Job 1 Devotional
by Pastor David Groendyk
Why do bad things happen to good people? That’s a very personal question that requires some serious theological understanding to answer. The book of Job, in one sense, could be boiled down to that one question. It deals with suffering, temptation, God’s providence, and what it looks like to “fear the Lord” and trust in him through it. All throughout this book, various people ask (and try to answer) the question, “Why?” Why did Job lose everything? The wrong answer we’ll see proposed over and over again is that Job must be living in some sort of sin, and God is punishing him for it. Both Job and God himself say that that’s incorrect. God does not punish us with suffering because of sin we commit. There’s not a one-to-one correlation like that. So, then, why does God allow suffering? In this book, unfortunately, we don’t get the answer we want, but we do get the answer we need. God doesn’t tell us the reason that we have to endure trials, but he does remind us that he is all-powerful, all-wise, all-knowing, and all-loving. That’s all we need to know in order to put our trust in him. This first chapter of Job introduces us to Job, God, and Satan. It’s bookended with a description of Job’s uprightness, and in the middle we learn something about who God is and what he does.
Job’s character and integrity are outstanding. The author immediately wants us to know that Job is a godly man. He was “blameless and upright, one who feared God and turned away from evil” (v. 1). The Lord himself gives the exact same assessment of Job in verse 8. Isn’t this what you would want God to say of you? He’s blameless in character both when he has great wealth (v. 2) and after he’s lost everything (see Job 2:3). Notice also what he does for his children. He would regularly rise early in the morning and offer sacrifices on their behalf in case one of his kids might have sinned. This was a man who relied on God’s mercy to forgive sins, who desperately wanted others to know the same forgiveness, who consistently feared God and hated sin, and who refused to charge God with wrongdoing even after he lost everything he owned along with his children. These are tremendous characteristics of godliness that we should all imitate, especially Job’s response to his trials in verses 21–22. Satan’s question in verses 9–11 should penetrate straight to each one of our hearts. To paraphrase: “Why exactly do you fear God? Is it just because he’s made you prosperous and put a hedge around you?” What would happen if God took away everything precious to you in a single day? Would you still worship him? Would you be able to confess that the Lord gives and the Lord takes away, and that his name is blessed either way? How was it possible for Job to keep his faith and godliness in the face of such great suffering?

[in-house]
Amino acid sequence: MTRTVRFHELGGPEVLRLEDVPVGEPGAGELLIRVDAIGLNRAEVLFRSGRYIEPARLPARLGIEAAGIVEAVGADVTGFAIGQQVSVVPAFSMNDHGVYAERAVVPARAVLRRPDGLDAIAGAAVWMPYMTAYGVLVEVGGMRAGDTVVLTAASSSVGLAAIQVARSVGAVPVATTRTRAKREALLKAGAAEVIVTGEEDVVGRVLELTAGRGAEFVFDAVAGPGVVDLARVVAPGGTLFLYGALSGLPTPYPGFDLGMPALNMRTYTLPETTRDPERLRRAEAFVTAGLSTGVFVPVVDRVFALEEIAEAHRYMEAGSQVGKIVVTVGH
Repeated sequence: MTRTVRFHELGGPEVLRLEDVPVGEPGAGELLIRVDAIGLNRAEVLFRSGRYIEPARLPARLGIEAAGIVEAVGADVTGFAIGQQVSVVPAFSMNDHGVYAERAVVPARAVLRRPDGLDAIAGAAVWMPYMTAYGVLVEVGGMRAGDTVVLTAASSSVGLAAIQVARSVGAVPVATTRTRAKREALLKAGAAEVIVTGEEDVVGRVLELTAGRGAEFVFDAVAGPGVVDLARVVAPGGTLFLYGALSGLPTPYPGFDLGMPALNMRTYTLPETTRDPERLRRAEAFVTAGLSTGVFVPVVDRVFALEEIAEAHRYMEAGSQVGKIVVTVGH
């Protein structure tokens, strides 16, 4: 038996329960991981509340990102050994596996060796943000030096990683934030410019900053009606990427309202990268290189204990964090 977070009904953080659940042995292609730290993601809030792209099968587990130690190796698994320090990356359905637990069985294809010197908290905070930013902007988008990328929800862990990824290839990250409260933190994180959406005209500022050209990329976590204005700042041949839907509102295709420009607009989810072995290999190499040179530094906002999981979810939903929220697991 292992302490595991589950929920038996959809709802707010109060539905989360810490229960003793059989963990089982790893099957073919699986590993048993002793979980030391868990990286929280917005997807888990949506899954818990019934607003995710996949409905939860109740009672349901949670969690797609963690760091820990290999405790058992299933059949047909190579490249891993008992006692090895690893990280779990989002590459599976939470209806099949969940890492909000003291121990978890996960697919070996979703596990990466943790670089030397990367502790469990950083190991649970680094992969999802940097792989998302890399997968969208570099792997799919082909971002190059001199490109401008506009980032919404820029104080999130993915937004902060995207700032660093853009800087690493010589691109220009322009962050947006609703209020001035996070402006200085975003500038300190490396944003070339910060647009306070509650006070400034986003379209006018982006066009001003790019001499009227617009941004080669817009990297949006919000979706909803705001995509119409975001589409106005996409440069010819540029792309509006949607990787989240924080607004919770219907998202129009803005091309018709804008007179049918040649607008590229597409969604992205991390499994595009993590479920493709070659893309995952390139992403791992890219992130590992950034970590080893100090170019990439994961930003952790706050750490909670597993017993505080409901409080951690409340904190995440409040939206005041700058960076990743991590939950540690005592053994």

Sandwiched in between the character assessments of Job is one of the most fascinating scenes in all of Scripture. We see God and Satan having a conversation. Satan has been doing his prowling up and down the face of the earth, seeking people to tempt. He’s skeptical of Job’s faith and wishes to test it. Certainly these verses tell us something about who Satan is. He’s a tempter, a deceiver, and quite powerful. Whatever he ends up doing on earth, he’s able to cause multiple huge catastrophes that destroy thousands of animals, numerous servants, and Job’s ten children. He causes unspeakable harm to Job. But, more importantly, here’s the lesson to take to heart: Satan can do nothing unless God gives him permission (v. 12). God and Satan are not equals. Satan is subservient to God. Satan is a creature; God is the Creator. Satan is not free to do whatever he pleases whenever he pleases. He answers to God. Even as we endure great trials and sufferings, we must remember that our lives are not out of control. Our lives are not at the whims of Satan. God is still sovereign and in control. Some well-meaning Christians will try to counsel and console fellow believers who are suffering by telling them that God wasn’t in control of it or had nothing to do with it. That might sound attractive and comforting, but it’s only superficially so. The truth of Scripture that gives us real hope and solace is that God is all-powerful and that not even Satan can make a move without God’s permission. When we entrust ourselves to God, we are entrusting ourselves to a good and faithful King and Savior, and we can trust that he is working things out for good in our lives.